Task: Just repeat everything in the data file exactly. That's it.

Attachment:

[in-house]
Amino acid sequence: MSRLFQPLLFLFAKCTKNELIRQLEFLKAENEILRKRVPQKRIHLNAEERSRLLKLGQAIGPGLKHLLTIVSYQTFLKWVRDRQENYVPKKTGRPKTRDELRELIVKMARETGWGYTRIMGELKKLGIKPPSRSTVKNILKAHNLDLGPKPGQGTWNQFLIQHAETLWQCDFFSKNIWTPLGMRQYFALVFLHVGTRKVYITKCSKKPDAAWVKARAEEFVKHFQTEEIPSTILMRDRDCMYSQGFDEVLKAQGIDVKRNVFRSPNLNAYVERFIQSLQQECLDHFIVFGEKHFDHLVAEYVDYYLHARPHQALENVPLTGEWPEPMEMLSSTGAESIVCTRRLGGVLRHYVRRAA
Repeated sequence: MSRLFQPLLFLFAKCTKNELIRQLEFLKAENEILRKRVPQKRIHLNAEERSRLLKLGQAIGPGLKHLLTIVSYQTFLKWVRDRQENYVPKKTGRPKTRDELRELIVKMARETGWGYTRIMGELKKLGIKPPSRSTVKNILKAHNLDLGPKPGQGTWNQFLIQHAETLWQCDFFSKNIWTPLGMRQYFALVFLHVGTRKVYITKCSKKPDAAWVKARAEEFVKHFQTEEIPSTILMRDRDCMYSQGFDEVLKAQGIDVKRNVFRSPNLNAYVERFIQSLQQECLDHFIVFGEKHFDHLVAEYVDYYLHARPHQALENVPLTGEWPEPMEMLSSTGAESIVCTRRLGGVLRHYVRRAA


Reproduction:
[in-house]
Amino acid sequence: MSRLFQPLLFLFAKCTKNELIRQLEFLKAENEILRKRVPQKRIHLNAEERSRLLKLGQAIGPGLKHLLTIVSYQTFLKWVRDRQENYVPKKTGRPKTRDELRELIVKMARETGWGYTRIMGELKKLGIKPPSRSTVKNILKAHNLDLGPKPGQGTWNQFLIQHAETLWQCDFFSKNIWTPLGMRQYFALVFLHVGTRKVYITKCSKKPDAAWVKARAEEFVKHFQTEEIPSTILMRDRDCMYSQGFDEVLKAQGIDVKRNVFRSPNLNAYVERFIQSLQQECLDHFIVFGEKHFDHLVAEYVDYYLHARPHQALENVPLTGEWPEPMEMLSSTGAESIVCTRRLGGVLRHYVRRAA
Repeated sequence: MSRLFQPLLFLFAKCTKNELIRQLEFLKAENEILRKRVPQKRIHLNAEERSRLLKLGQAIGPGLKHLLTIVSYQTFLKWVRDRQENYVPKKTGRPKTRDELRELIVKMARETGWGYTRIMGELKKLGIKPPSRSTVKNILKAHNLDLGPKPGQGTWNQFLIQHAETLWQCDFFSKNIWTPLGMRQYFALVFLHVGTRKVYITKCSKKPDAAWVKARAEEFVKHFQTEEIPSTILMRDRDCMYSQGFDEVLKAQGIDVKRNVFRSPNLNAYVERFIQSLQQECLDHFIVFGEKHFDHLVAEYVDYYLHARPHQALENVPLTGEWPEPMEMLSSTGAESIVCTRRLGGVLRHYVRRAA